Lawsuit Seeks End to the PSC’s ‘Exclusive Representation’ of the Professors


In 2022, the Fairness Center, along with attorneys from the National Right to Work Foundation, filed a lawsuit on Avraham and his co-plaintiffs’ behalf to free them from the PSC’s representation. The PSC quickly stopped taking the professors’ union dues, and the professors were refunded the dues that they alleged were improperly taken from them. This ensured that the professors no longer funded a union they considered to be hateful.

Crucially, the lawsuit argues that “exclusive representation” violates the professors’ First Amendment rights of freedom of speech and association by forcing them to accept representation from a union that they believe hates them.

In 2023, the professors appealed to the Second Circuit, where they are challenging the state’s power to force them to be represented and spoken for by the PSC, despite its rhetoric they disagree with and view as anti-Semitic.

“New York law shouldn’t provide cover for unions at the cost of individual freedom. Nor should it countenance forcing Jews to associate with a union that doesn’t want them around.” –Avraham Goldstein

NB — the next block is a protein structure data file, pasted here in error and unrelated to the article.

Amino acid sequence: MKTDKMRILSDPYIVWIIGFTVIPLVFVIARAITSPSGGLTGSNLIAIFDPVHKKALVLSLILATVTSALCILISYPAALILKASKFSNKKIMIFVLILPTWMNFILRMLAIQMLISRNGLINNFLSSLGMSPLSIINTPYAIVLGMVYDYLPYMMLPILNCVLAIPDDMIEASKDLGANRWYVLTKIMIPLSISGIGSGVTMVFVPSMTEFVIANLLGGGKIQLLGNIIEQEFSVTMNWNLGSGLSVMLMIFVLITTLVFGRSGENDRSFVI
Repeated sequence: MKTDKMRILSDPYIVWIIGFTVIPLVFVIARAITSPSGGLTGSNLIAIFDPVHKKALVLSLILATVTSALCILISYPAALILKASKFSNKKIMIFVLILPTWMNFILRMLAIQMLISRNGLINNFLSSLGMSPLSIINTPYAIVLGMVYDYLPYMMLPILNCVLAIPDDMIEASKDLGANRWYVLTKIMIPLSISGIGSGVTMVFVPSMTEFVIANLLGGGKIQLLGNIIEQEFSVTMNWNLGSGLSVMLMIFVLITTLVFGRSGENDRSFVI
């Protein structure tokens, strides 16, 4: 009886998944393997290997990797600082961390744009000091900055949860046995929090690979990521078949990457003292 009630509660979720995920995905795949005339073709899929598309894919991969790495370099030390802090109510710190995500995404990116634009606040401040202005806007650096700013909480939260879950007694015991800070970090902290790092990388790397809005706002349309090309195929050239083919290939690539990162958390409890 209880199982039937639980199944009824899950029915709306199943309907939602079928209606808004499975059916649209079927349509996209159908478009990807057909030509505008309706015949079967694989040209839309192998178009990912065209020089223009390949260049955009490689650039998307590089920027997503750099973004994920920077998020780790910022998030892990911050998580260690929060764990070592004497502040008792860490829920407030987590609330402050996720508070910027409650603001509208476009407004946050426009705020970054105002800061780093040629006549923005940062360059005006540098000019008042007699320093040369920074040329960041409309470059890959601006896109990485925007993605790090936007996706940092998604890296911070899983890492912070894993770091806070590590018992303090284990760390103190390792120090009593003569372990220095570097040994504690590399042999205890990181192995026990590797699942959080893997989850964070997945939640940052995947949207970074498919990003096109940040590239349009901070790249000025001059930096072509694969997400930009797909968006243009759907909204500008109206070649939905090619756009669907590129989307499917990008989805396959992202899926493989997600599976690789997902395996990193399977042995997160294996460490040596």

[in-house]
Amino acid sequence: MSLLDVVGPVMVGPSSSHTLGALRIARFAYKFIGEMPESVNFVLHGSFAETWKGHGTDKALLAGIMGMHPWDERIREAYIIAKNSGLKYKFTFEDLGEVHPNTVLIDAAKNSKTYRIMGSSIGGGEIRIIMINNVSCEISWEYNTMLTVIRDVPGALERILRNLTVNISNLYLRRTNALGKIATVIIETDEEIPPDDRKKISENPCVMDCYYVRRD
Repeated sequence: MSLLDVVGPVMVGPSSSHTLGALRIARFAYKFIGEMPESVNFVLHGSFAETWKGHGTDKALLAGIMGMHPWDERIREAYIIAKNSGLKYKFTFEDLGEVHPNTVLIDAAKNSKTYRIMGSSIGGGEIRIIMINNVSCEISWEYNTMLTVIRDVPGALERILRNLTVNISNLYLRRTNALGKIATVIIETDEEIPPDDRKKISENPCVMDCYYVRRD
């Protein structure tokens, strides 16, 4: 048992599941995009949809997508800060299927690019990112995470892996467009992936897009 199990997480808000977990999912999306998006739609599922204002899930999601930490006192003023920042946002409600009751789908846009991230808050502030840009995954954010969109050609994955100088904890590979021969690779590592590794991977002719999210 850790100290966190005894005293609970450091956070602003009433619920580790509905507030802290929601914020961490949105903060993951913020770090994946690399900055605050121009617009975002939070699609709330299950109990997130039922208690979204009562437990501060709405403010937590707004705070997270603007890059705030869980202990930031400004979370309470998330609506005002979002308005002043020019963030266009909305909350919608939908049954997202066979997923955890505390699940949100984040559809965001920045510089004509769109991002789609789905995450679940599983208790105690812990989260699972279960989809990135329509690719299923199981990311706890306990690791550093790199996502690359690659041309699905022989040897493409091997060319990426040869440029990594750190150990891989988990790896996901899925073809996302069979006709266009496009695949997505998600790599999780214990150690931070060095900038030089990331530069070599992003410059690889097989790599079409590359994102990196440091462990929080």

This case was filed in the United States District Court for the Southern District of New York. It is currently before the United States Court of Appeals for the Second Circuit.


Documents

MEDIA

NYC profs see Supreme Court as ‘only hope’ in fight with ‘antisemitic’ teachers union

Fox News

The Union at the Center of
CUNY’s Antisemitism Problem

The Hill

January 22, 2024: “The Fairness Center, a nonprofit public interest law firm representing the professors, says that with amendments to the Taylor Law, ‘unions like the PSC are free to treat nonmembers, like these professors, as second-class employees, offering them inferior services compared to members.’”

July 21, 2023: “Unless the courts intervene, PSC officials will remain free to alienate Jews, knowing their only escape from the union is to quit their jobs. Not only that, but public employees across the country who object to their unions’ divisive actions or political stances would similarly remain trapped in unwanted representation.”